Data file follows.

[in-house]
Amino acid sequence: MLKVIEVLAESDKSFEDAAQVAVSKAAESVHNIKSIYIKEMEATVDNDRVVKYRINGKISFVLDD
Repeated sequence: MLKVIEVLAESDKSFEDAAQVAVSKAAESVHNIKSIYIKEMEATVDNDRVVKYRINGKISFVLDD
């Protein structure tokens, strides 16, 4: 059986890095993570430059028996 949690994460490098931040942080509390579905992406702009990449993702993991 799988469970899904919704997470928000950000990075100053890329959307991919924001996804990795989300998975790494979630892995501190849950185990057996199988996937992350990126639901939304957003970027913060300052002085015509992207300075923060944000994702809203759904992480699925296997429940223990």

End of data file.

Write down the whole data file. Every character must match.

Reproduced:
[in-house]
Amino acid sequence: MLKVIEVLAESDKSFEDAAQVAVSKAAESVHNIKSIYIKEMEATVDNDRVVKYRINGKISFVLDD
Repeated sequence: MLKVIEVLAESDKSFEDAAQVAVSKAAESVHNIKSIYIKEMEATVDNDRVVKYRINGKISFVLDD
């Protein structure tokens, strides 16, 4: 059986890095993570430059028996 949690994460490098931040942080509390579905992406702009990449993702993991 799988469970899904919704997470928000950000990075100053890329959307991919924001996804990795989300998975790494979630892995501190849950185990057996199988996937992350990126639901939304957003970027913060300052002085015509992207300075923060944000994702809203759904992480699925296997429940223990």